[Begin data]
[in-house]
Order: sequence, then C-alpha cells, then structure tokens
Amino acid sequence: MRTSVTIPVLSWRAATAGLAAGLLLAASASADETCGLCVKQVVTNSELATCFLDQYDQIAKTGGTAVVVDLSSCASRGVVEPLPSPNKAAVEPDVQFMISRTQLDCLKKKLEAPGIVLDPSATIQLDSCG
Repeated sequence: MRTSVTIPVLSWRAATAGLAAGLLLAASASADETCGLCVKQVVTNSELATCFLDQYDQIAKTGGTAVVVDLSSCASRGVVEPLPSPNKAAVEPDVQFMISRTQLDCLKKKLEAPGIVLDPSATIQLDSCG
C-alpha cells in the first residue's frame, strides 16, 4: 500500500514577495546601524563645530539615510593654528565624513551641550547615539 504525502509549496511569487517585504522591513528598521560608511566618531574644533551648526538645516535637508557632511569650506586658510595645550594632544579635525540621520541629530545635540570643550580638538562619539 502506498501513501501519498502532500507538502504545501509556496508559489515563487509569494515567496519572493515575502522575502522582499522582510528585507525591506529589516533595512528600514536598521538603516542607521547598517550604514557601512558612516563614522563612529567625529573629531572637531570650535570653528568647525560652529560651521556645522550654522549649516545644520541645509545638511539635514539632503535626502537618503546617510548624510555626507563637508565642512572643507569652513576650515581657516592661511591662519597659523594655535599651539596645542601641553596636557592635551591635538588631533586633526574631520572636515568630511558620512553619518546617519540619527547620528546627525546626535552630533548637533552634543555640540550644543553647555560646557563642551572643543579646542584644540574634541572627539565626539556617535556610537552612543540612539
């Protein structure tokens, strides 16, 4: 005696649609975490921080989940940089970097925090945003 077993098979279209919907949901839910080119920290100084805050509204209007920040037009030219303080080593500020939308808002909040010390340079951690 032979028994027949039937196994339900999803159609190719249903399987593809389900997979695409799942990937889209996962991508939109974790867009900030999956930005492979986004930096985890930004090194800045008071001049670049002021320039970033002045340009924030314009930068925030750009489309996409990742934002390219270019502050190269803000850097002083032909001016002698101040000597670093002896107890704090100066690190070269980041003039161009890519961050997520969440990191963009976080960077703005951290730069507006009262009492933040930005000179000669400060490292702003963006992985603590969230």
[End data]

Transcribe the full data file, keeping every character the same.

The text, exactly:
[in-house]
Order: sequence, then C-alpha cells, then structure tokens
Amino acid sequence: MRTSVTIPVLSWRAATAGLAAGLLLAASASADETCGLCVKQVVTNSELATCFLDQYDQIAKTGGTAVVVDLSSCASRGVVEPLPSPNKAAVEPDVQFMISRTQLDCLKKKLEAPGIVLDPSATIQLDSCG
Repeated sequence: MRTSVTIPVLSWRAATAGLAAGLLLAASASADETCGLCVKQVVTNSELATCFLDQYDQIAKTGGTAVVVDLSSCASRGVVEPLPSPNKAAVEPDVQFMISRTQLDCLKKKLEAPGIVLDPSATIQLDSCG
C-alpha cells in the first residue's frame, strides 16, 4: 500500500514577495546601524563645530539615510593654528565624513551641550547615539 504525502509549496511569487517585504522591513528598521560608511566618531574644533551648526538645516535637508557632511569650506586658510595645550594632544579635525540621520541629530545635540570643550580638538562619539 502506498501513501501519498502532500507538502504545501509556496508559489515563487509569494515567496519572493515575502522575502522582499522582510528585507525591506529589516533595512528600514536598521538603516542607521547598517550604514557601512558612516563614522563612529567625529573629531572637531570650535570653528568647525560652529560651521556645522550654522549649516545644520541645509545638511539635514539632503535626502537618503546617510548624510555626507563637508565642512572643507569652513576650515581657516592661511591662519597659523594655535599651539596645542601641553596636557592635551591635538588631533586633526574631520572636515568630511558620512553619518546617519540619527547620528546627525546626535552630533548637533552634543555640540550644543553647555560646557563642551572643543579646542584644540574634541572627539565626539556617535556610537552612543540612539
């Protein structure tokens, strides 16, 4: 005696649609975490921080989940940089970097925090945003 077993098979279209919907949901839910080119920290100084805050509204209007920040037009030219303080080593500020939308808002909040010390340079951690 032979028994027949039937196994339900999803159609190719249903399987593809389900997979695409799942990937889209996962991508939109974790867009900030999956930005492979986004930096985890930004090194800045008071001049670049002021320039970033002045340009924030314009930068925030750009489309996409990742934002390219270019502050190269803000850097002083032909001016002698101040000597670093002896107890704090100066690190070269980041003039161009890519961050997520969440990191963009976080960077703005951290730069507006009262009492933040930005000179000669400060490292702003963006992985603590969230």